Commercial fisheries are well placed to carry angling’s torch

One of John Bailey's great pals, Bob Anderson, with a cracking Cobbleacre common.

One of John Bailey's great pals, Bob Anderson, with a cracking Cobbleacre common. - Credit: Archant

I'm not exactly sure that commercial fisheries are as new on the angling block as we sometimes think they are.

When I was a short pants angler, I made monthly pilgrimages to a fishery called the Roman Lakes in Greater Manchester. This was my dream location, simply because I could catch fish there which I failed to do along the rock-hard canals of the area. I say catch fish. My first trip there, my float dipped (for the very first time in my life) and I reeled in a struggling frog. Bizarrely, that's the one and only frog I've ever hooked.

Strange days, indeed. They always were so at Roman Lakes and on Sundays it was all picnickers, boaters, Pick of the Pops, yapping dogs, screaming kids and catching roach to my heart's content. Perhaps it was the Roman Lakes that made me the lifelong angler I appear to have become.

Because angling has meant so much to me and because of my involvement in the whole Crabtree Project, the future of fishing burns red-hot within me. As readers of this column know, I'm dedicated in explaining the joys of angling to a wider public and, above all, encouraging kids into the fold. Last week, I talked about the role that tackle shops play in this whole process. They are a vital element but kids, all anglers, must have somewhere where they can use the tackle they are supplied with. Encouraging clubs aren't as common as they should be, but some commercials certainly step up to the mark. You might think that a grey-beard angler like myself would cast a dubious eye on commercials, but I don't. I realise the Roman Lakes did it for me as a kid, just like commercials these days do it for thousands more. And, too, commercials need not be goldfish bowls set within acres of concrete and woodchip.

Over the last year or so, I've made the acquaintance of Bob Anderson, both a great angler and manager of Cobbleacre Fishery, just north of Norwich. Bob amused me by joining the Kingfisher Syndicate back in the spring and walloping out more carp than any of my more established members. What didn't amuse me quite as much was the fact that he walloped me on the tench front just as comprehensively. This man can fish.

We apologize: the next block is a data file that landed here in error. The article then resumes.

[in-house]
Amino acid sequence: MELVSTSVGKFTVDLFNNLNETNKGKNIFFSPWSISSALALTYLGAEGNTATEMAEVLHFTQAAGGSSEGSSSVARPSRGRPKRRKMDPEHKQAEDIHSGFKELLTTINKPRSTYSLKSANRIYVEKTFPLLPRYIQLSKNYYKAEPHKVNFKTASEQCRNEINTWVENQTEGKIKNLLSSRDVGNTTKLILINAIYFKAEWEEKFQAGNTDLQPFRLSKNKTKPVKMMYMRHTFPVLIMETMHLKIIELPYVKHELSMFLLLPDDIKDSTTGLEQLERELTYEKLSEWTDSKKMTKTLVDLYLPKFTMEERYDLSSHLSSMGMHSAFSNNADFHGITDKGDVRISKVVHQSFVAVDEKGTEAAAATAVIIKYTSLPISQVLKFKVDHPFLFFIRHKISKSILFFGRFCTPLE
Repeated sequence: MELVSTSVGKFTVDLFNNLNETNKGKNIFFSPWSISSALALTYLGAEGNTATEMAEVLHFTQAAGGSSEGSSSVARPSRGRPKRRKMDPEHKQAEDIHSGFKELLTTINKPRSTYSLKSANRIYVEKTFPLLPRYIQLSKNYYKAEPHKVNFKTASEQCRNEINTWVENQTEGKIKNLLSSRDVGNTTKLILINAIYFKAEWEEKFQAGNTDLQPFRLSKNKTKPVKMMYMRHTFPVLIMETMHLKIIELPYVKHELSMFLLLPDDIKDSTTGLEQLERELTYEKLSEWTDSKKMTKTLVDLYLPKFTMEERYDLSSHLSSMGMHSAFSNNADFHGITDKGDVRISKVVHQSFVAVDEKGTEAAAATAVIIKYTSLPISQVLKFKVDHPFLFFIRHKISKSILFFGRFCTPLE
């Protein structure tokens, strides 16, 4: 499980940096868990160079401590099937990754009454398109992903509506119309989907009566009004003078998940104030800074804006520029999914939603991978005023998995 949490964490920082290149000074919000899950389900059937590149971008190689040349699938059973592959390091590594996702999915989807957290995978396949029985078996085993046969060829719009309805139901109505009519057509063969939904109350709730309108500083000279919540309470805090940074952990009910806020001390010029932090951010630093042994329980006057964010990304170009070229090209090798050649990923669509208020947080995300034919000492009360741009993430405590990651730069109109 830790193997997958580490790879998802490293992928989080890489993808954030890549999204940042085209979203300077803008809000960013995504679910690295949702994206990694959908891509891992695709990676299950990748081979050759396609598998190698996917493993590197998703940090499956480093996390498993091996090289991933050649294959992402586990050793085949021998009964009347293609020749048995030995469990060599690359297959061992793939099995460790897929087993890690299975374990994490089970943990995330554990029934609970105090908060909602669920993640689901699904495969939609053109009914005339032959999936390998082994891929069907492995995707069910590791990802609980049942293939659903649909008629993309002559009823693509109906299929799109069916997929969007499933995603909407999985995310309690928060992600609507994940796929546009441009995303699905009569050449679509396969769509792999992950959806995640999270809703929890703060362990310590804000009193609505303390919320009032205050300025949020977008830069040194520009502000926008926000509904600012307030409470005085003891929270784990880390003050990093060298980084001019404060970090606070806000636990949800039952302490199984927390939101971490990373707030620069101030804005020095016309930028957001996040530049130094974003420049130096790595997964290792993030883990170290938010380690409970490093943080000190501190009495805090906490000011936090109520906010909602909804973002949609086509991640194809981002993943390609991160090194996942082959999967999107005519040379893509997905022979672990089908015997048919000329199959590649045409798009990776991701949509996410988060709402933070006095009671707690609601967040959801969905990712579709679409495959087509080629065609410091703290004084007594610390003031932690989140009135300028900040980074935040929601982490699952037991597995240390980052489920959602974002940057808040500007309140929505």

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Recently, I thought it was about time I went and had a look at the fishery he had done so much to create. Well, it's lovely. If you haven't been there, then perhaps you should. There are many things that I like about it. First up, Bob does lots of tuition work, both for adults and, of course, for kids. He'll teach you anything you want to know from using a whip to fishing a Zig. He also runs regular courses for numbers of children. They'll camp and they'll fish and they'll fill their faces from his barbecue and, hopefully, they'll go away converted. Okay, it's all money and trade for the fishery, but I don't think that's what Bob is about at all. Like me, it's the sport he cares about, not his pocket.

Cobbleacre, unsurprisingly, hosts lots of matches. The lakes are well-managed, accessible and full of fish. I'm told local heroes like Jimmy Randall make regular trips there, often catching cracking roach from the biggest of the lakes. And for the specialist angler, the place is paradise. The carp grow to nearly 40lbs, or thereabouts, and there are plentiful catfish if you fancy tangling with the ugliest fish that swims. Not that they speak very highly of me either.

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Yes, there's big this, that and everything, but it was the perch that I went there for with a gang of mates just the other day. Well, we didn't break any records and a pretty fish of about two pounds was the best that we managed for dearest pal, John Gilman. I have no doubt that this was not the fault of the water because it's quite evident that there are perch there in plenty. I guess we'd simply fallen foul of their feeding spells. I wrote a perch book back in the 1980s with Roger Miller. We devoted a year to the project and we frequently found that we'd catch the vast majority, if not all our perch, in little more than a half-hour window. I suspect that by arriving at nine o'clock, we'd probably missed perch breakfast time by perhaps 20 minutes or so. As the winter sets in, it's probable these perch feeding times will become even more and more restricted, so be warned.

If it's big perch you want, set the alarm clock a darned sight earlier than we did on our Cobbleacre day.

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